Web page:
Indeed, throughout Battles and Lullabies, art provides a way to rise above the reality of one’s situation, however squalid or terrifying or heartbreaking it might be. The third section of Battles and Lullabies, “The March of the Orphans,” portrays victims of the Nazi regime—people suffering in concentration camps or facing imminent death—persisting in their creation of art, a fact that points not only to the necessity of art but to its possibility of providing transcendence. For instance, the artist in “Faraway Landscape” refuses to document the reality of the concentration camps in his work; he prefers to portray various fantastical faraway landscapes for temporary relief to his situation. His artwork provides an avenue of hope, however slight or transient, “as if he could escape this world / imagining the future / or the past.”
Likewise, in the section entitled “Bathing by Candlelight,” the speaker of “Rouge” comments that her artist-friend is “a beautician, / your talent covering nature’s outrageous birthmarks / with the abstract unity of beauty,” and sex has this same capability of providing momentary beauty in anyone’s life. Meanwhile, the speaker of “Young Men Painting: Warsaw Ghetto, 1943” (in “March of the Orphans”) is astonished that passion still exists, that desire perpetuates through all kinds of tragedy. He wonders, “What Muse could whisper Beautiful, / and tempt them to remember what a young man / would of women. Desire stings their souls. . . .”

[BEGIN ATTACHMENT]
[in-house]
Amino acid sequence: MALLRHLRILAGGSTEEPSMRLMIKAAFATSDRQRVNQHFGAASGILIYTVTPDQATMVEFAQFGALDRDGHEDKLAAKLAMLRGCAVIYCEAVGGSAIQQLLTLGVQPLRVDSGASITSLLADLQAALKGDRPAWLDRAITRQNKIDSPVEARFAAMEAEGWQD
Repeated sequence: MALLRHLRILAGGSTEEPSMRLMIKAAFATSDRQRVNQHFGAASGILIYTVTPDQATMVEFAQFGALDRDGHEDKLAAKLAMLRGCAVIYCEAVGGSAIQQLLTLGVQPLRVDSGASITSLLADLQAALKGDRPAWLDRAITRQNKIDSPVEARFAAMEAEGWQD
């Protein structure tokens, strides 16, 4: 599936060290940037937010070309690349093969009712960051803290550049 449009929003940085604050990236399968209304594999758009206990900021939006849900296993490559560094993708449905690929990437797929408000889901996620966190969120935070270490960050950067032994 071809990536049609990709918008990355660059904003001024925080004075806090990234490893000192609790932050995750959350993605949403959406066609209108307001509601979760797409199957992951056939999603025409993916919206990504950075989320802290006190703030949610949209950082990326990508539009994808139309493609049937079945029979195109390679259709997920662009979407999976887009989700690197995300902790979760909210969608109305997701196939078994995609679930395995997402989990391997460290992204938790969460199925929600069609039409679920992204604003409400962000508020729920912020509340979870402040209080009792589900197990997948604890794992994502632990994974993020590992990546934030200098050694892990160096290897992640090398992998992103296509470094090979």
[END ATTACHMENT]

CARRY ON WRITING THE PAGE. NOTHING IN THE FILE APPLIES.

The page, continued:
However, even more potent than sheer sexual desire in these poems is the desire for children. For example, in the final section of the collection, the speaker in “What to Tell Your Children about Nuclear War” wonders at his own wish to populate this “filthy world”—something he never thought possible of himself. But this longing for offspring is a logical extension of the desire to establish and document one’s legacy properly.
The responsibility that the poet feels for adequate portrayal of his family and forebears is a main concern in the concluding section of the collection. Michelson is concerned that he lacks the credibility and experience to construct a proper homage to his ancestors. For instance, he writes, “I am a Jew / a generation after the Holocaust. / Poorer, my grandfather says, without a past / than he, who has no future.” Thus, one must wonder whether it is with sadness or relief that the poet realizes his young daughter and her friends bear little resemblance to their forebears, the survivors of the Holocaust. Michelson also struggles with the notion that his poetry could be a strong enough legacy to leave behind for future generations: “Would you still love me, I asked my father, if instead of fighting my own battles, / I deserted, conscientiously objected, sat on the sidelines, writing, / without even once harnessing the power to revise my life like words on a page?”
Michelson’s poems are wounded and raw and honest, intriguing in their sincerity and profundity. Overall, the poet attempts to honor the memory of the past without negating or neglecting the value and purpose of the present. As incongruous as our human longing may sometimes seem in grim circumstances, our desires for sex and art and children and beauty do serve a grander purpose: they are opportunities to glimpse flashes of brilliance in a seemingly pitch-black world.